The Legend of Zelda: Ocarina of Time - Reader Retroview

Link is Back in 3D!

By: Stewart Bishop

Review Breakdown
   Battle System 7
   Interface 8
   Music/Sound 6
   Originality 6
   Plot 2
   Localization 10
   Replay Value 7
   Visuals 8
   Difficulty Easy
   Time to Complete

15-30 Hours


Title Screen

   One of the most popular games on the Nintendo 64, Ocarina of Time was quite possibly the most highly anticipated game ever to be released for the system. Even before the release of the Nintendo 64, 'Zelda 64' was always seen as a forthcoming release. It was a painful 3 years, but Ocarina of Time had finally delivered, but did it live up to the hype? Yes...and no.

   Ocarina of Time is more of an Action-RPG than a pure-bred RPG. You move across a 3D environment, in which enemies can pop up and you butcher them down as you deem necessary. The battles are based on a sort of targetting system, where Link can 'lock on' or focus on one particular target at a time. Doing this shifts Link's view onto the opponent. From here, you can decide on how you'd like to fight it. You can jump from side to side, leap forward or flip backwards in an effort to dodge attacks, while different combinations of directions and the B button lets you hack and slash the opponent.

   As in previous Zelda games, you also have secondary 'tools' which you can use, which differ in use. Some are used to aid in transportation around the huge world, some can be used to fight opponents and there are even magic spells. The interface is simple and easy to learn and become accustomed to. To a certain degree, you can equip what Link uses. You can select the weapon, shield and particular tunic, but that's about all. Though I'll say that I use the Blue Tunic even when I don't have to go underwater. It's all about style.

This World is HGUE
This World is HUGE  

   Speaking of style, Ocarina of Time's music style is not so hot. The non-CD quality really hinders the N64's musical performance, but not only that, the tunes are quite bland and nothing exciting. Old school Zelda diehards will also be shocked to learn that the main Zelda Overworld theme is GONE. It's not there. It's not anywhere. You'll hear tidbits of it in the overworld theme, but it just isn't the same. The sound effects are pretty good, however, from Link's screams to Navi's little "Hey! Look! Listen!"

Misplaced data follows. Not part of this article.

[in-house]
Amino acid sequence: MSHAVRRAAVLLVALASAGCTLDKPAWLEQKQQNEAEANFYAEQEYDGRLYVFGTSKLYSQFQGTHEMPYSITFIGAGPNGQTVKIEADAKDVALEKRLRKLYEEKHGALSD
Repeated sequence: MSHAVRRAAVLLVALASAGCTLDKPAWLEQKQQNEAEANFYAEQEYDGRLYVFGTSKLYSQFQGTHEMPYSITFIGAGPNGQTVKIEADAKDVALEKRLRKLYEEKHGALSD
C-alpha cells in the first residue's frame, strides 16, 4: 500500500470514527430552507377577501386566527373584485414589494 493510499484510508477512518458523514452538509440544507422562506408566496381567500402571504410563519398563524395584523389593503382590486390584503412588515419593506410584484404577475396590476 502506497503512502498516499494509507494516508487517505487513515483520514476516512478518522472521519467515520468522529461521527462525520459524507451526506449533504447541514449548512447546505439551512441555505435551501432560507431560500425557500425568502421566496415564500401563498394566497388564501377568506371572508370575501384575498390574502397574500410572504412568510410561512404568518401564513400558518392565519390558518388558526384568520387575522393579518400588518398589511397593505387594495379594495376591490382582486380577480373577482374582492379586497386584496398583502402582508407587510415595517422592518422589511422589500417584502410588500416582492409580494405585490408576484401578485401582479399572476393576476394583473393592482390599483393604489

The plot also isn't very hot. It's very predictable and doesn't really have much of a compelling grip. Before writing this, I had to think for a long while just to remember exactly what the plot was. I'll tell you one thing, though, there are other RPGs with better "Heros of Time," like Chrono Trigger and Chrono Cross. The characters aren't very exciting and you can't really get attached to any, because they don't hang around Link very often. The only person that hangs around Link is Navi, and she's restricted to her "Hey!" "Look!" and "Listen!" Terrible plot, terrible characters and terrible character development accompanies this title, so don't expect a story of epic proportions.

   Fortunately, the translation is excellent. Except for probably the little mishap on the back of the box (look for it yourselves), it was very nicely translated. Also, being highly anticipated as it was, everyone that owned an N64 had to get their grubby hands on it, so it was very well localized and quickly became a best seller.

   The overall replay value is pretty good. Several optional things to do, like the Skulltulas, Fishing, Biggoron's Sword and searching for hearts and jars will keep the player at the game for a good while after beating it. After all of this is done, though, playing the game again becomes somewhat of a chore. The puzzles aren't all that puzzling anymore, and you don't really relive anything. The only reason I play RPGs again is usually to relive the story and plot, which frankly, Ocarina of Time has none. This was quite evident to me when I finally got a copy of a gold cartridge AFTER I had perfected my gray one...As I speak, that same gold cartridge is gathering dust; it's been played for probably 2 hours total, maybe even less. You'll have more fun playing the mini-games on your completed save rather than starting a new one.

The Master Sword Makes a Comeback
The Master Sword Makes a Comeback  

   Ocarina of Time's visuals are good, but nothing that really pushes the limits of the N64. It's interesting how Nintendo actually decided to blur textures to hide the pixelation...Ah well, you can hardly notice it. The lighting effects are very good; just stare at the Mirror Shield for a while and you'll see what I mean. Had this been released at the launch of the Nintendo 64, the graphics would have been revolutionary like Mario 64's, but alas, it came too late and delivered too little..

Of course, Ocarina of Time is the best RPG on the Nintendo 64, but to really enjoy it, you must not treat it as an RPG, but instead, treat it as an action/adventure game. Doing so lowers the expectations for a real plot, which RPGs are usually well-known for, and the experience may become more enjoyable. For all of you Zelda die-hards, though, you know this game's for you.

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